Nov 8

Sky Report: November 8 – November 14

Cetus is low in the southeast. The blue lines mark the modern constellation boundaries. At 7 p.m. standard time on the 14th the moon has just crossed the Pisces-Cetus boundary. During the next 24 hours the moon moves eastward against the background stars until it returns to Pisces, then to cross their tails. Of course the boundaries are arbitrary (so are the constellations!) and you can draw them any way you wish, and at one time people did – to great confusion, but these are the universally-accepted astronomical boundaries by international agreement.
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The moon is nicely placed for observing this week, moving eastward day-by-day (or night-by-night) in the evening sky. It begins this week in the summer constellation Sagittarius and moves through the autumn constellations Capricornus, Aquarius, and Pisces – and ends the week in Cetus! Cetus, the Whale or Sea Monster, is not a constellation of the traditional zodiac, but the moon cuts across a corner of it now and then according to the way modern astronomers divide the sky into 88 official constellations. The moon is in Cetus for only one day, from about 6:30 p.m. on the 14th until about 6 p.m. on the 15th.

Cetus was recognized by the ancient Greeks who got it from the Babylonians, so it’s not a new invention.

Along the way the moon is in the vicinity of Saturn on the 9th and 10th, below Jupiter on the 11th, and below Neptune on the 13th, but it’s not especially close to any of them.

The constellations Capricornus, Aquarius, Pisces, and Cetus lie away from the Milky Way and consequently have no bright stars. You may not see them at all from urban areas and even from dark locations they do not have easily-recognizable star patterns. BTW, by far the best way to learn the constellations is to have someone who knows them point them out to you; it’s tricky to teach them to yourself with printed charts or even a smartphone.

Don’t forget brilliant Venus, the brightest object in the night sky after the moon, which is low in the southwest at sunset. Venus sets 2½ hours after the sun.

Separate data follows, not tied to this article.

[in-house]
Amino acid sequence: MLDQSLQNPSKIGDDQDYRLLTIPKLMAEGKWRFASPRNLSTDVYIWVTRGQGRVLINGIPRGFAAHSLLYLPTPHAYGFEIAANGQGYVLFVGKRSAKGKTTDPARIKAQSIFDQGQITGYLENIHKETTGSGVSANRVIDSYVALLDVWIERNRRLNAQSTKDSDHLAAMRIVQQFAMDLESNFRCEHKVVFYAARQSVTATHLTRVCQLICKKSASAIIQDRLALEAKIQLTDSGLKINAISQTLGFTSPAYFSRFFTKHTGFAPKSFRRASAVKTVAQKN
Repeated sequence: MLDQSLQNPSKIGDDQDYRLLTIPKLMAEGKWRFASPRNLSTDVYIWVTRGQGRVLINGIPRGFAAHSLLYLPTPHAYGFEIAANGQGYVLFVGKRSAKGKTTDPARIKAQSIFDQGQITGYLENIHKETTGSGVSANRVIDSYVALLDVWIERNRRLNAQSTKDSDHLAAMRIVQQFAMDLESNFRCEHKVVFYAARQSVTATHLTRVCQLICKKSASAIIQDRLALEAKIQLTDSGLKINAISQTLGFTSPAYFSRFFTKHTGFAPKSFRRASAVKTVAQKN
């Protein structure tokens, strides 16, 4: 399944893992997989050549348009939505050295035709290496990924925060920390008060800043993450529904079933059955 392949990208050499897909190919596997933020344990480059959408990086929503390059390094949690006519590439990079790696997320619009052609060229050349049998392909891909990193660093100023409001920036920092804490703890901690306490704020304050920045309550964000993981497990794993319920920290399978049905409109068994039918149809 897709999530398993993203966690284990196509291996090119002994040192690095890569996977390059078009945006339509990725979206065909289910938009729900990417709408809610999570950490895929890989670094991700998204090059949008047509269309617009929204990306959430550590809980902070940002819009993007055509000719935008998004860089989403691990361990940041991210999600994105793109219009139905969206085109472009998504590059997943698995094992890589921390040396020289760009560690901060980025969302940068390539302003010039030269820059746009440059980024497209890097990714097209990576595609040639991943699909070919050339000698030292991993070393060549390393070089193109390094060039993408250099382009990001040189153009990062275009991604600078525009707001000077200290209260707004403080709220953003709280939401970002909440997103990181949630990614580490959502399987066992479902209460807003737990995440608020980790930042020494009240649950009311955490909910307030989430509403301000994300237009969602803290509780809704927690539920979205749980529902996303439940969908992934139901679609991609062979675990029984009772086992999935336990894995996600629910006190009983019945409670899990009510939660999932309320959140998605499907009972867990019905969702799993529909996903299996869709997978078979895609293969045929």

Mercury and Mars are both in the morning sky; Mercury is leaving as it moves more nearly in line with the sun while Mars is reappearing to view after having been behind the sun. They pass on the morning of the 10th and if you like a challenge, look for them then with binoculars or a wide-angle telescope. Mercury will be reasonably bright very low in the east-southeast in early morning twilight while Mars is much fainter and only 1° to the right of Mercury. Mars is very hard to spot now, being both faint and still close to the sun, but it rises earlier each morning and very slowly brightens, and 13 months from now it will rise at sunset and will rival Jupiter as the brightest planet.

Under a grant from the Utah Governor’s Office of Economic Development and the Kane County Office of Tourism, Stellar Vista Observatory offers portable telescopes and tripod mounted binocular kits on loan for free to all residents of Kane County. Nothing beats a quality binocular or astronomical telescope to enhance enjoyment of the night sky! Visit or Kanab City Library for full details.

The Sky Report is presented as a public service by the Stellar Vista Observatory, a nonprofit organization based in Kanab, Utah, which provides opportunities for people to observe, appreciate, and comprehend our starry night sky. Additional information is at Send questions and comments to

About the Author:

John Mosley was Program Supervisor of the Griffith Observatory in Los Angeles for 27 years and is the author of “Stargazing for Beginners” and “Stargazing with Binoculars and Telescopes”. He and his wife live in St. George where he continues to stargaze from his retirement home while serving on the advisory committee for Stellar Vista Observatory.

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